Senate passes First Step Act with push from criminal justice groups; bill goes to House
WASHINGTON – Alex Gudich and the team from #cut50 weren’t taking any votes for granted. They spent Tuesday knocking on the doors of senators and urging them to support a criminal justice reform bill up for a vote, something they didn’t know would happen that night.
“We knew that it would be a tough vote for many members on both sides,” said Gudich, deputy director for the national advocacy group pushing to overhaul the nation’s criminal justice system. “We’re here at a very, very pivotal moment.”
In a major step in that effort, the Senate voted 87 to 12 late Tuesday to approve the bipartisan “First Step Act” pushed by Sens. Chuck Grassley, R-Iowa, Dick Durbin, D-Ill., Mike Lee, R-Utah and Cory Booker, D-N.J. The bill must now go over to the House for a vote. President Donald Trump has supported the measure.
The measure aimed at reducing the number of people in the nation’s prisons would among other things, give judges more discretion in sentencing offenders for nonviolent crimes, particularly drug offenses, and bolster rehabilitation programs for former prisoners.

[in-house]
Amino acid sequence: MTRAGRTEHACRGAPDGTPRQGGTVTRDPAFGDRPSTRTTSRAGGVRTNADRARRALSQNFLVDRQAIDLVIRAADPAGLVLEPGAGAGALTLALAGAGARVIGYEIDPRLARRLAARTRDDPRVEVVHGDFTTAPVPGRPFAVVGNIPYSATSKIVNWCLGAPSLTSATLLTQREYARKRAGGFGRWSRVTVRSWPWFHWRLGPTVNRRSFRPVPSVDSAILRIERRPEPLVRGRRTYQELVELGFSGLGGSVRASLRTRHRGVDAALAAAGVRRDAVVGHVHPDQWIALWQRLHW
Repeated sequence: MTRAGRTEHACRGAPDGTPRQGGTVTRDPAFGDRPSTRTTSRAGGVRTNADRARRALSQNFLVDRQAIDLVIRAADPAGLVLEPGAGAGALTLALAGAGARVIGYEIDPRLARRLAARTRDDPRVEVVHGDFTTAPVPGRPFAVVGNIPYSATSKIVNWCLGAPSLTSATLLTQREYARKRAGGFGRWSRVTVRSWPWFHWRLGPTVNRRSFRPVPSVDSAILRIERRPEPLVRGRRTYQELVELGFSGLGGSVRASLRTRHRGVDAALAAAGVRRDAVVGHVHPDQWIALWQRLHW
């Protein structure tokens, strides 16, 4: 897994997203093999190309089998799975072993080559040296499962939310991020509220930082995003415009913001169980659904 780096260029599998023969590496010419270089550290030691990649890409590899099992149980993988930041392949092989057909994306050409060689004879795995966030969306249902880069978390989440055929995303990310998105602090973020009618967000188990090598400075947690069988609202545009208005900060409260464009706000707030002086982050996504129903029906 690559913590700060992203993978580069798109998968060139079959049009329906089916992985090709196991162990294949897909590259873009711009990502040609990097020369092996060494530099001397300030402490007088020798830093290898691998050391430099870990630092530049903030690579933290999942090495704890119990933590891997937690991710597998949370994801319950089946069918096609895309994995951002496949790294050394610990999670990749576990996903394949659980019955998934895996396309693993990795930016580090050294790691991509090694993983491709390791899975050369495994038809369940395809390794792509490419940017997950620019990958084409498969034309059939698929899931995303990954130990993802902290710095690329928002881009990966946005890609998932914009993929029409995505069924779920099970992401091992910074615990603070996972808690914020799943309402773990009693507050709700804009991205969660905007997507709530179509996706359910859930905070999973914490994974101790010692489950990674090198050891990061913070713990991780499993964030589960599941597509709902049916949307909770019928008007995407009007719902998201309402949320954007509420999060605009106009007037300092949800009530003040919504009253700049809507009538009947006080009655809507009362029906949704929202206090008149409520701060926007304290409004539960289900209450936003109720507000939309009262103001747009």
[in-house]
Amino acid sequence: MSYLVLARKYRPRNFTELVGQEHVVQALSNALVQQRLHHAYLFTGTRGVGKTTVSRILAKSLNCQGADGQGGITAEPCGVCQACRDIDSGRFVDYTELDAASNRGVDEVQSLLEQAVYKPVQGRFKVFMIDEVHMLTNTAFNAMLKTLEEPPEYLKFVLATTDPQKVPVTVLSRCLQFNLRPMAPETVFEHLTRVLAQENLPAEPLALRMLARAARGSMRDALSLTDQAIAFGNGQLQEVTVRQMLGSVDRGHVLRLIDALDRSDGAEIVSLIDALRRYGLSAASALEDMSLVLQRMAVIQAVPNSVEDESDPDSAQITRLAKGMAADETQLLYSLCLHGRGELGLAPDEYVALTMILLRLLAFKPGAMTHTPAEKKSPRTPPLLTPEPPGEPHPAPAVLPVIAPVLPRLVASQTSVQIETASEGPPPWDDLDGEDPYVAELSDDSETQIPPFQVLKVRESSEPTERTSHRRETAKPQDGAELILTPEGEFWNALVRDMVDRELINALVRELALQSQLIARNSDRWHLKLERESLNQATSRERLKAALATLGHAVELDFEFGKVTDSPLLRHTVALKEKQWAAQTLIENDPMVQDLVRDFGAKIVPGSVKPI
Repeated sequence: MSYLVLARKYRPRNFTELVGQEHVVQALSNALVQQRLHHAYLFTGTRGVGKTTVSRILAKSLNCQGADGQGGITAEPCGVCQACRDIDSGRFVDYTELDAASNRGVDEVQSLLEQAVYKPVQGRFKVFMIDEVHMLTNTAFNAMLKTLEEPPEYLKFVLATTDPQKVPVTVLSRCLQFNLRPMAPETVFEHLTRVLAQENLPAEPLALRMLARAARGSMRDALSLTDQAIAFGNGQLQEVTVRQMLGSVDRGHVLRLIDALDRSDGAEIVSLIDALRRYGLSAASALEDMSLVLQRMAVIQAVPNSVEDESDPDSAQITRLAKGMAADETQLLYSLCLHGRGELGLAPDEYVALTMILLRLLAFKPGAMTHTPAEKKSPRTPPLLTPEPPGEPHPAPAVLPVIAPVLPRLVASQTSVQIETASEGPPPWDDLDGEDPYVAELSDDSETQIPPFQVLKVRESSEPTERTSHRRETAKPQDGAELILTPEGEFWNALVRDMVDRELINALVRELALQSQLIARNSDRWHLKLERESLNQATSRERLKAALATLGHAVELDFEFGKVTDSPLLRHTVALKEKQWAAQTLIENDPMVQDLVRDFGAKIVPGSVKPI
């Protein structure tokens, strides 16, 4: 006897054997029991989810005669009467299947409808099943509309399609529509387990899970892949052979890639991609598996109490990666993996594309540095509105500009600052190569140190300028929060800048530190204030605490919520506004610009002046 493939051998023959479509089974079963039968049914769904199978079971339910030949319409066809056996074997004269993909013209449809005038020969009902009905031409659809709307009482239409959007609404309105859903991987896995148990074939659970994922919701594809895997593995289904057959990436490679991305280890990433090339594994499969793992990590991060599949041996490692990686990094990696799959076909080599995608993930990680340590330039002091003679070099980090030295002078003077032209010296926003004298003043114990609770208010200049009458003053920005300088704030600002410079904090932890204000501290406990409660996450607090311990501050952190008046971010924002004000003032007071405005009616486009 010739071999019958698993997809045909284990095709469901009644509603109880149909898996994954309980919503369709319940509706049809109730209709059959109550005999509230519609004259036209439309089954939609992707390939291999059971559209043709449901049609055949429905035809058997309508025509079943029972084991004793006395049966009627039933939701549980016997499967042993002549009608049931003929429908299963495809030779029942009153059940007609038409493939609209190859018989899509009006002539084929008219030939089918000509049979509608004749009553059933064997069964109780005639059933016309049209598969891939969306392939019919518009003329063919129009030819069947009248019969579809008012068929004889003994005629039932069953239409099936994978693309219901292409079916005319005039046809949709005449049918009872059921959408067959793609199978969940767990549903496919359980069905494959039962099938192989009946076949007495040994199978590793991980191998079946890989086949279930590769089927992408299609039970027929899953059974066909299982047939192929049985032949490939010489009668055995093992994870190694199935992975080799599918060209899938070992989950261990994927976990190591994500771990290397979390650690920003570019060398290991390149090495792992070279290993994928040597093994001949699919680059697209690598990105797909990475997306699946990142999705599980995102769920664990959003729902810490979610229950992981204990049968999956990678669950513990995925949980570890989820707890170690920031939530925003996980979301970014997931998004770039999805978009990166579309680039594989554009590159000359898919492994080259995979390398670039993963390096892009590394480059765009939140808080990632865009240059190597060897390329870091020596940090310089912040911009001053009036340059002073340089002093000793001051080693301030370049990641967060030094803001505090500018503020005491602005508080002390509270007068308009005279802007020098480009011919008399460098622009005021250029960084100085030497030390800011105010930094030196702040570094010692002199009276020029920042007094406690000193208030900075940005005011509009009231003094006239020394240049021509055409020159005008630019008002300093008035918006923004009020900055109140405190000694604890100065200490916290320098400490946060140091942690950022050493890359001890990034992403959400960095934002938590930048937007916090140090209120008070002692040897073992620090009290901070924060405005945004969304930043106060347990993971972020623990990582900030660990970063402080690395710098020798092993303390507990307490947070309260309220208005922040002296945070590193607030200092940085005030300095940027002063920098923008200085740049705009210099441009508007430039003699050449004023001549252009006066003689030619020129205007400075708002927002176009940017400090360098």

The Senate defeated amendments proposed by Republican Sens. Tom Cotton of Arkansas and John Kennedy of Louisiana that would have required the Bureau of Prisons to notify victims before a prisoner is released and tracked former offenders after they’re released.
Opinion: Vote on FIRST STEP Act to reform ‘out of whack’ prison sentences
Several advocacy groups, including #cut50, and national civil rights groups, including the National Urban League, have been a part of a massive push to get the legislation passed.
“It’s been a long time in raising the awareness of how the system of mass incarceration is so destructive and needs to be fixed and reformed,” said Marc Morial, president of the National Urban League. “There’s been a lot of groundwork that has been laid over the years.”
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